Friday, June 26, 2009

Book Review - This is Your Brain on Joy

Everyone wants to be joyful, to be happy. What if there was a way to “rewire” your brain to experience all the joy you could possibly handle? What if you learned doctors could, by taking a picture of your brain, tell you exactly what was wrong and how to fix it? Sounds like something you might find in Star Trek, doesn’t it?

According to Dr. Earl Henslin, this is not science fiction, but a medical reality. In his book, This Is Your Brain on Joy, Dr. Henslin discusses the diagnoses that are made possible through a brain imaging technique called SPECT imaging as introduced to him by his friend, Dr. Daniel Amen. Dr. Henslin gives a brief overview of the five main areas of the brain (“Mood Centers”) that control a person’s emotions. With the help of SPECT imaging, he also shows what each area looks like both in a well-balanced brain and in a brain that is not so well-balanced. He provides helpful tips in recognizing problematic symptoms of each Mood Center and gives a list of aids to assist in regaining the proper balance. These aids include eating a proper diet, getting lots of exercise, reading books, listening to music and even watching movies.

On a medical level, this book is rather fascinating in its descriptions of the varying “Mood Centers” of the brain. Using simple terms and nicknames for the more complex medical names, Dr. Henslin describes how each area controls certain moods. He also shows what the brain and subsequent mood would be if each area were damaged or out of balance. The aids at the end of each chapter are very helpful in learning to control or adjust each of the mood centers. Beyond the medical aspects, I found the book lacking in depth. Much of the book comes across as an infomercial for Dr. Amen’s products such as his research, his SPECT scanning technology or the medicinal supplements available through Dr. Amen’s web site and clinic.

For a book supposedly written from a Christian perspective, there seemed very little solid Biblical application in the underlying overall philosophy. One of the points that jumped out at me was found in the following statement: “Only God knows, see, and can judge how many of our errors are due to our free wills and how many are due to our faulty hardwiring. Let me repeat this: only God knows how much of our wrongdoing is the result of pure rebellion or evil intent and how much is cause by brain imbalances” (p.8). The author seems to be suggesting that some of our wrongdoing is simply not our fault, but rather the fault of a scientific imbalance. In other words, it’s out of our control. If we can figure out how to “re-wire” our brains, we will naturally choose good things instead of evil. This theme of using self-medicating remedies to fix our sorrow is repeated throughout the book.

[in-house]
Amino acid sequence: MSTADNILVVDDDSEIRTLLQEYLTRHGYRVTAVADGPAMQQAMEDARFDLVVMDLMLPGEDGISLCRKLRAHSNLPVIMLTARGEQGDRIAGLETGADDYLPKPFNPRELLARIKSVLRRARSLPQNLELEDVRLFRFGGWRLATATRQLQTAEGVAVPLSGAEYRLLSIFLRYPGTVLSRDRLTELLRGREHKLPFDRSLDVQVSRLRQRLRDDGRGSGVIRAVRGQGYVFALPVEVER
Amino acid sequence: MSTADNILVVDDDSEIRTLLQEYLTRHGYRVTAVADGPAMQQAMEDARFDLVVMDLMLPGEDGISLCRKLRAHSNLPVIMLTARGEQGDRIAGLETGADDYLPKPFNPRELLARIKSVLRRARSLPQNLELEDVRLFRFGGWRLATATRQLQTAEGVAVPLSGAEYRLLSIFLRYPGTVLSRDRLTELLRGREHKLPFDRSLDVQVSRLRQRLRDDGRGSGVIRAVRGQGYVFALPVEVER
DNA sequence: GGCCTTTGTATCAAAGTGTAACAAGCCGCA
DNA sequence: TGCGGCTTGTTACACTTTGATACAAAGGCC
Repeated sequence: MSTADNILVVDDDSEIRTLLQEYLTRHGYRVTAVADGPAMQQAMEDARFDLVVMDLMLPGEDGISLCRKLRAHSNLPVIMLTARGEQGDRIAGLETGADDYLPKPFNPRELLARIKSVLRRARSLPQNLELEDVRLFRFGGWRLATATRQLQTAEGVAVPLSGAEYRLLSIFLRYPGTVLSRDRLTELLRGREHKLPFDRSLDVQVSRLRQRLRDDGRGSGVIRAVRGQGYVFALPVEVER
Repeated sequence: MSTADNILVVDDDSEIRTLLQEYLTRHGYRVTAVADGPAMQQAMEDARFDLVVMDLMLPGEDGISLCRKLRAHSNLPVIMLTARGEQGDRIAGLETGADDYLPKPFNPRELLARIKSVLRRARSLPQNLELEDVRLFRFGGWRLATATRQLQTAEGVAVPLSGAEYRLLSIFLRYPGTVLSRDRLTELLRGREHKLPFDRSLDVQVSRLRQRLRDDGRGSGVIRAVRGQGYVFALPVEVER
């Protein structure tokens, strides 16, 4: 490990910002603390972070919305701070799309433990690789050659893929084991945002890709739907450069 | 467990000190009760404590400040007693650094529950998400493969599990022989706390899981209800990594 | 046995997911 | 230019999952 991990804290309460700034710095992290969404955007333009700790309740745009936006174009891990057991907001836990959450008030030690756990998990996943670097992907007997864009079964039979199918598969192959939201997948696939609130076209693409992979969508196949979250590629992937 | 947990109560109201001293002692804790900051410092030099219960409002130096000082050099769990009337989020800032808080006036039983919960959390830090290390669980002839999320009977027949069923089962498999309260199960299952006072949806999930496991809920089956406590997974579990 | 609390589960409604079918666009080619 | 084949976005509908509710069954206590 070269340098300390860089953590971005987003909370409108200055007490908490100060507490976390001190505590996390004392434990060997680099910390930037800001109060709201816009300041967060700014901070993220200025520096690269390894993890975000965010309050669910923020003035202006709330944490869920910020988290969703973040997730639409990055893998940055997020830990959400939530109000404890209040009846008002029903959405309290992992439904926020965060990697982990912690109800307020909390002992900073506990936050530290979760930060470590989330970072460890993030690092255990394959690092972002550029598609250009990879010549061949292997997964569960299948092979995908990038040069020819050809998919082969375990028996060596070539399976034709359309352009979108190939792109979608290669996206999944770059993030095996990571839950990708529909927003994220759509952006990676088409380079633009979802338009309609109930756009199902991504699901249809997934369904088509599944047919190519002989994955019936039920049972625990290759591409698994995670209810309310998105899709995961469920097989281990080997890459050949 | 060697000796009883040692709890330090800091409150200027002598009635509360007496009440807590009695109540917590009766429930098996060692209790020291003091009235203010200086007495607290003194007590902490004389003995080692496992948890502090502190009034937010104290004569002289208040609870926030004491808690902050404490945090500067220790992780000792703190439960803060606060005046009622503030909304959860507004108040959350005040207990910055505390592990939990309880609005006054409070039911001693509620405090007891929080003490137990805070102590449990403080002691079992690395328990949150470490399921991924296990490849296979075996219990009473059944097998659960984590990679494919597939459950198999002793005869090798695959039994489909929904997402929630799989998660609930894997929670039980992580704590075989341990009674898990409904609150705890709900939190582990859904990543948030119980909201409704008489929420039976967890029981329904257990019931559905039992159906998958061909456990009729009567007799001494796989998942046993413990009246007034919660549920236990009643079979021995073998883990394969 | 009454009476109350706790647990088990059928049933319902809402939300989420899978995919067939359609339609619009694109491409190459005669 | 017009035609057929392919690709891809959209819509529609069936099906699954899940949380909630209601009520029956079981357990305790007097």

A second concern, and perhaps the most important, is that the pursuit of happiness is seen as the ultimate end, that is, pursuit of happiness for the sake of happiness itself. For instance, on p. 45, Dr. Henslin, in noting that happiness is most often gained in a community setting, quips “It really does take a village to make us happy….It’s no wonder that many consider AA [Alcoholics Anonymous] the world’s largest church. More real church is probably happening in many of these meetings of honest people in rented office spaces than in some of our greatest and most beautiful cathedrals.” If we define “church” as a gathering of people to have a good time and feel happy about ourselves for happiness’ sake or even for community’s sake, than perhaps this might be true. But if church is defined as the visible gathering of the invisible church to worship God and to feed our spiritual bodies with the meat of God’s Word while at the same time fellowshipping with one another, then AA couldn’t be further from any resemblance of real church.

In the last chapter, Henslin attempts to bring Scripture back into the picture, but once again misses the mark. Henslin says, “Toward the end of this heartfelt thank-you [Paul’s epistle to the Philippians], the aging apostle wrote, ‘I have learned the secret…’ The secret to what? Inquiring minds want to know. ‘The secret,’ Paul writes, ‘of being content’ (4:12).” From this point, Henslin launches into his arguments for why being content helps us to be happier and he almost gets it right. Unfortunately, he takes Paul’s letter and almost completely ignores the gospel presented there, focusing only on how we can make ourselves be happier. Instead of the gospel being the foundation for our joy, it is viewed simply as a tool to help us along in achieving personal joy.

This is Your Brain on Joy is a good book for discovering a small part of the medical side of the brain’s operations and how we can influence our own moods. But aside from this and the suggestions for improving your mood (which, quite honestly, can probably be found in almost any self-help book of every sort), the book misses the mark of where our true and lasting joy can be found – in the person and work of Jesus Christ for the sake of the glory of God. 3/5 stars

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